Now almost four years since his sister’s death, Joe Walkowiak is tired of waiting for answers from authorities.
He’s taking the lead in the investigation.
In a case of life imitating art crafted from the heartache of an unsolved murder, Walkowiak is going public with his frustration with the lack of progress by law enforcement. He’s calling them out in a billboard going up soon along the North Cross Valley. He paid for the billboard himself — he wouldn’t say how much it cost — and is offering a $10,000 reward for an arrest in the death of Laurie Merritt.
Walkowiak, the older brother of Merritt, acknowledged he’s following the lead of the Oscar-winning film, “Three Billboards Outside Ebbing, Missouri,” in his approach. The movie, taking its cues from a cold case in Texas, tells the story of a woman who resorts to publicly shaming police to solve her daughter’s murder.
“I tried to get three of them. They didn’t have three,” Walkowiak said Friday of his billboard idea.
Instead one asks: “Why no arrests? Why no investigation?” It also blasts the Luzerne County District Attorney and the Wilkes-Barre Police Department, stating: “You did not do your job!!!”
Taking it a step further, Walkowiak said the officers who first investigated and have since retired should be held responsible. “They should take their pensions away for not doing their jobs,” he said.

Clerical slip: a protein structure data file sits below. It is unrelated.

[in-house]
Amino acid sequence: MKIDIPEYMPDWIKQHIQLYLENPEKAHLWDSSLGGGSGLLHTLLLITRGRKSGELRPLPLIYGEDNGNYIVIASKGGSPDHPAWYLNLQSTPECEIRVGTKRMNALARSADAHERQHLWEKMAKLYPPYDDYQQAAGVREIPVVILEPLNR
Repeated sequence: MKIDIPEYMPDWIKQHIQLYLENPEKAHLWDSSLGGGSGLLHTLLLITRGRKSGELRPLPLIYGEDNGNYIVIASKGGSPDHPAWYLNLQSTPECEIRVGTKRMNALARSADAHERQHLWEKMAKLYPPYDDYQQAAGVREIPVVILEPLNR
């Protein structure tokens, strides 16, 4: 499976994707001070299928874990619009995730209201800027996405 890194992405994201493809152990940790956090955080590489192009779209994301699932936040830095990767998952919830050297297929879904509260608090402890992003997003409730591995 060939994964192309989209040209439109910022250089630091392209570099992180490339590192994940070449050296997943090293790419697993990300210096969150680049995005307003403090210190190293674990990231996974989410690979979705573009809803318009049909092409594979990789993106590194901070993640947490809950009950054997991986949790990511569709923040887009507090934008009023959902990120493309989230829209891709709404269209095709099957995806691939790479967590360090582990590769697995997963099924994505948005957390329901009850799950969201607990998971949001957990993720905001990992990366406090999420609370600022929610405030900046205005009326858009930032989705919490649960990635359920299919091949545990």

Walkowiak, who lives in Margate, N.J., said he was critical of the investigation almost from the start after the 51-year-old postal carrier’s unresponsive body was found by firefighters in the attic of her Wyoming Street house around 11:30 p.m. April 14, 2014. Merritt was pronounced dead at Wilkes-Barre General Hospital a short time later the morning of April 15.
Her death was originally ruled accidental, but was changed to pending an investigation after a state police fire marshal determined the fire was intentionally set.
In the four years since, Walkowiak and other members of the Merritt family have been given updates on the case that they’ve complained has proceeded at a painfully slow pace. The updates coincide with the anniversary of Merritt’s death.
“All they do is appease us around this time of the year,” Walkowiak said.
In the past, they were told the federal Bureau of Alcohol, Tobacco, Firearms and Explosives was involved, and investigators used software to open Merritt’s password-locked iPhone found next to her body. Last year, the family was told the death was not a suicide.
“I’m waiting to see what the DA is going to say this year,” Walkowiak said.
In a text message to the Times Leader, all District Attorney Stefanie Salavantis would say about the case is: “It is under investigation.”
Expecting to be disappointed again, Walkowiak said he’s putting up the billboard for a month and offering the reward with the hopes it leads to fresh leads.
“We’re not going to forget my sister,” he said.
The billboard goes up Wednesday facing eastbound traffic heading toward Wilkes-Barre from the West Side and Back Mountain and is on the left side of the roadway just before the Rutter Avenue overpass in Kingston.
The phone number for the reward won’t be activated until April 7.
“If something comes of it, that’s great,” Walkowiak said.